The Natural Colour System is a scientifically based colour system that allows for accurate cross-industrial colour communication, based on how we perceive colour visually.
NCS goes from 1950 to 2050 Standard colours
Low chromatic colours are extremely important in interior design, product design and architecture..
However, slight differences in nuance or hue can make a major impact on the final design.
For this reason, we are making the Standard range of colours denser in the low chromatic area of the colour space.
The new colours are low chromatic nuances with focus on hues between Yellow and Red.
Two completely new nuances are added, NCS S 0601 and NCS S 1001, often referred to as off-white.
These 100 new colors have never existed before in the NCS Standard color range.
The eye contains cells of three different types, sensitive to thereddish, greenish and bluish part of the light.
Our eyes interpret color according to two signals of opposite colors
- Red vs. Green
- Blue vs. Yellow
We cannot perceive a bluish-yellow or a reddish-green colour.
White and Black are handledby a third signal, lightness.
The Natural ColourSystem is based on the six elementary colours which are perceived by human beings as being “pure”. E.g. pure green is not perceived to be bluish or yellowish, nor is pure yellow perceived to be greenish or reddish.
The two achromatic colours are; white (W) and black (S).
The four chromatic colours are; yellow (Y), red (R), blue (B) and green (G).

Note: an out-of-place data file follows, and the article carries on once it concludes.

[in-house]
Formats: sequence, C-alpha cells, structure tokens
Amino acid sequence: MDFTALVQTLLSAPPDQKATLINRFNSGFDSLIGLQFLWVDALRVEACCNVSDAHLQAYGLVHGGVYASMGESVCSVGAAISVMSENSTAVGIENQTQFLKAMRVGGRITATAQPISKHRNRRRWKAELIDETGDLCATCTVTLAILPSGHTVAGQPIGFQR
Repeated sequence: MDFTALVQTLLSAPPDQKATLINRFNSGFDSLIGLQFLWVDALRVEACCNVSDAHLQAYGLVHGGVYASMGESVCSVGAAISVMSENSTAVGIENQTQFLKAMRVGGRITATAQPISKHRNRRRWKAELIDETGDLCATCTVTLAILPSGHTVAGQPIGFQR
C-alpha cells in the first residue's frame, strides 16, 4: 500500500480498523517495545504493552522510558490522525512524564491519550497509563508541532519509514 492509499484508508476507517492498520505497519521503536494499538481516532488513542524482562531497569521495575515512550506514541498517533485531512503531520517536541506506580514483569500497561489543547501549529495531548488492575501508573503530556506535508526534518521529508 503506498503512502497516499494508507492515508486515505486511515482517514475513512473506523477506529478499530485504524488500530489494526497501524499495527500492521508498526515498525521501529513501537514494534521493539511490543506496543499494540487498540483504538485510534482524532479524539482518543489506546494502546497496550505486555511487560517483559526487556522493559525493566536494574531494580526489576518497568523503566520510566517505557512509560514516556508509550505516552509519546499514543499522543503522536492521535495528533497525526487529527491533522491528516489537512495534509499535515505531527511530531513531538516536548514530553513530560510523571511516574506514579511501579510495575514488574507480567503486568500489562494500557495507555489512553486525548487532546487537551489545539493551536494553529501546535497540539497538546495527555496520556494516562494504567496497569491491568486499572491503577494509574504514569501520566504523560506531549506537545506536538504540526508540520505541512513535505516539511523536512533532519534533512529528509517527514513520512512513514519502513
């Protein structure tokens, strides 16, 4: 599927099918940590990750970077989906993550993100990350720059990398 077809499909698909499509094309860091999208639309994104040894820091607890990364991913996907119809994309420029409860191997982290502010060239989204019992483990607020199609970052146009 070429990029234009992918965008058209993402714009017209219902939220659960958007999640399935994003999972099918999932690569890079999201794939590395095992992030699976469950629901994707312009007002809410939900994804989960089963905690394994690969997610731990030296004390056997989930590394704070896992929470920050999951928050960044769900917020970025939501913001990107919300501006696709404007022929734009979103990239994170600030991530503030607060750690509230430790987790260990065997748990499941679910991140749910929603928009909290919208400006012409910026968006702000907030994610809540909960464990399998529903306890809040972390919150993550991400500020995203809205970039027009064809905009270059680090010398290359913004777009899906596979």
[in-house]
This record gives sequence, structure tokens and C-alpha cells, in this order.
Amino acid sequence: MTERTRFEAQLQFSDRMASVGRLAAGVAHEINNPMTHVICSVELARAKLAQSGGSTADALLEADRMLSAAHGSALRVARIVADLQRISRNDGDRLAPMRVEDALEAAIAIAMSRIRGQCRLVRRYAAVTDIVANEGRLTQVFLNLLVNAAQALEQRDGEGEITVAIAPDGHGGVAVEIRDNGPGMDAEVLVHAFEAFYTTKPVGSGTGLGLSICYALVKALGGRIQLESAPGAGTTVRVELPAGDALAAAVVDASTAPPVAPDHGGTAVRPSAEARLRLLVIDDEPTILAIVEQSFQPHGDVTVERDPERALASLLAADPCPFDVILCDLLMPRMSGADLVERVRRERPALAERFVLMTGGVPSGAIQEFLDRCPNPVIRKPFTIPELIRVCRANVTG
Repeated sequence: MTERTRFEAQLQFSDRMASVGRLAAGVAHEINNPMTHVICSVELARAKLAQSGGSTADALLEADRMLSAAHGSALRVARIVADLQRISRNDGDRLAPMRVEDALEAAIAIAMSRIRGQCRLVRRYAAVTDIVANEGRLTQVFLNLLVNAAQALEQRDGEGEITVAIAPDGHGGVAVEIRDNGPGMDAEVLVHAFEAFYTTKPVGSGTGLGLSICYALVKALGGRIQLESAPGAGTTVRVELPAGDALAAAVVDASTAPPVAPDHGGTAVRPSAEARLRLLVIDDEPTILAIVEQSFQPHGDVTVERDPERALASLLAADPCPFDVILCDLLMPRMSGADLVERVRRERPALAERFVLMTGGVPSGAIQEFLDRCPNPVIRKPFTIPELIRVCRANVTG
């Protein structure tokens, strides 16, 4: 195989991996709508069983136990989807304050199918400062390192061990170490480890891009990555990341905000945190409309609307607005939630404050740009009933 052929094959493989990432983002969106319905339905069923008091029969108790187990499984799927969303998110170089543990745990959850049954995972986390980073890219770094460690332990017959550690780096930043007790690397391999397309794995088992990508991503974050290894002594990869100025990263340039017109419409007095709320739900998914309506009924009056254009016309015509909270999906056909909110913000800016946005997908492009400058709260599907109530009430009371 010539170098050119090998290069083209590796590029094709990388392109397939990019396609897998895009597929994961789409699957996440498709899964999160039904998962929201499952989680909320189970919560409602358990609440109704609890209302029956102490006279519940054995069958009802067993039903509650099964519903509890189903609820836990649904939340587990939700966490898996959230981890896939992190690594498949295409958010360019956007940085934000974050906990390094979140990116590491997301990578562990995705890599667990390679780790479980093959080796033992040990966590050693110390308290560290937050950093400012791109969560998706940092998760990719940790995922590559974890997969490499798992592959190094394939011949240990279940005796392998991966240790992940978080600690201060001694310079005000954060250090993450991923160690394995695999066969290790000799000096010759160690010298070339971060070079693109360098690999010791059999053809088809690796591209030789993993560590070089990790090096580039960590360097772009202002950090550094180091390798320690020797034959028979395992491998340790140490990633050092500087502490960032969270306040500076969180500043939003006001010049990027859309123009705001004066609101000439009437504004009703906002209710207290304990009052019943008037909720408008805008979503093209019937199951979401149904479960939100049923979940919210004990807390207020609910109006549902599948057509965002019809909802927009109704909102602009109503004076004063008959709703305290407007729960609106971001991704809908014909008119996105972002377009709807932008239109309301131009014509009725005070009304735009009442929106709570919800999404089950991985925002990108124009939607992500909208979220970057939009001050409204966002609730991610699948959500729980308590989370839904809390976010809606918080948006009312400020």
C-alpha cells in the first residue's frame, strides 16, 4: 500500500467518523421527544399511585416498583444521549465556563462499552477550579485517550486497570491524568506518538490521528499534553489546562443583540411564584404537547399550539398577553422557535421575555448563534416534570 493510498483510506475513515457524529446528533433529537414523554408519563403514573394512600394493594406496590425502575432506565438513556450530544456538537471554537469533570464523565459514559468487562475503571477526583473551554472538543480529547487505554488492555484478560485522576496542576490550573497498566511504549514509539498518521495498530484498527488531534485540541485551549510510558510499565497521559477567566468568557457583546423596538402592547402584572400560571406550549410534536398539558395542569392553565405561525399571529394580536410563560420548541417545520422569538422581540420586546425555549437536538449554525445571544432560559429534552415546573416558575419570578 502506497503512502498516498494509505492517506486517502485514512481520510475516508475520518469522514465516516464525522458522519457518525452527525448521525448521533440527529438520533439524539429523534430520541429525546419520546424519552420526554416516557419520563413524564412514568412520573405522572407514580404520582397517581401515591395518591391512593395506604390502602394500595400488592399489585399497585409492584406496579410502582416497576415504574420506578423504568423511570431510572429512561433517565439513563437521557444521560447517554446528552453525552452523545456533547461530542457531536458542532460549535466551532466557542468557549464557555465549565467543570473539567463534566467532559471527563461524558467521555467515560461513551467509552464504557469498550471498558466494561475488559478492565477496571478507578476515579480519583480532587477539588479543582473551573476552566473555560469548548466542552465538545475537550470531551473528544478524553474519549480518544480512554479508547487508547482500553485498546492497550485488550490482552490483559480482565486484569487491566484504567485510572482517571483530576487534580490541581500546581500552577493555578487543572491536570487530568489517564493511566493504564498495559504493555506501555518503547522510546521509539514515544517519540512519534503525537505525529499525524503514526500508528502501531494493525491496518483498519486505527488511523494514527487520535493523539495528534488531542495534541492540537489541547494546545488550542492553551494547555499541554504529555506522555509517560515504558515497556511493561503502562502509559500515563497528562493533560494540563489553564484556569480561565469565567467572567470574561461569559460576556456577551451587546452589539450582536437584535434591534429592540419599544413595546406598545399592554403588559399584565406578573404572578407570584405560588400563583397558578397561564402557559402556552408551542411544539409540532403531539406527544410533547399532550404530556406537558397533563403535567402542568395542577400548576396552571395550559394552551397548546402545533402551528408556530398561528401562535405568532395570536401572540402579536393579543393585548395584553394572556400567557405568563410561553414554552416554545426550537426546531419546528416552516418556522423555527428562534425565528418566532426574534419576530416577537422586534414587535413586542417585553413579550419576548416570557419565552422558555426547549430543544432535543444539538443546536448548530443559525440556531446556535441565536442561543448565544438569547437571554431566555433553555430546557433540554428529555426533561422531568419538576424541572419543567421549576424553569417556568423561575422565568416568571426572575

We can describe all 10 million colours that we can perceive with the six elementary colours.
NCS COLOUR SPACE
NCS – Natural Colour System is illustrated in a three-dimensional colour space.
Within this three-dimensional model all imaginable surface colours can be plotted and given a NCS Notation.
NCS defines all imaginable surface colours with a corresponding NCS Notation.
The first S means that the colour is one of the NCS 2050 Standard Colours.
The following numbers are the percentage of Blackness and Chromaticness; the Nuance of the colour.
The end is the hue, the position in the colour circle, of the color.
NCS Colour Circle: Hue
The NCS Colour Circle is a horizontal section through the middle of the NCS Colour Space.
The hue is described as the relation to one or two of the four chromatic elementary colours in the colour circle.
The four elementary colours; yellow, red, blue and green are situated in the circle with equal distance between them, defining all possible hues. For each 10th hue step there are standardised colours.
NCS always describes the elementary colours in the hue clock wise; from Y to R to B to G and to Y again.
- Y10R is a Yellow with 10% Red
- B50G is a Blue with 50% Green
NCS COLOUR TRIANGLE: NUANCE
The NCS Colour Triangle is a vertical section through the colour space.
For each hue in the NCS Colour Circle there is one NCS Colour Triangle.
The base of the triangle is the axis, from white to black, and located vertically on the left side.
The tip of the triangle, to the right, is the most chromatic colour of this hue.
The scale from white to black is the percentage of blackness (s). The scale from the base of the triangle to the most chromatic colour is the percentage of chromaticness (c). The nuance describes each unique point in the triangle and is the combination of the whiteness (w), blackness (s) and chromaticness (c). The Nuance is always 100% i.e. w+ s + c = 100%.
The colour 1070-Y10R has the nuance 1070, i.e. 10% in blackness and 70% in chromaticness. The whiteness is then100%-10%-70% = 20%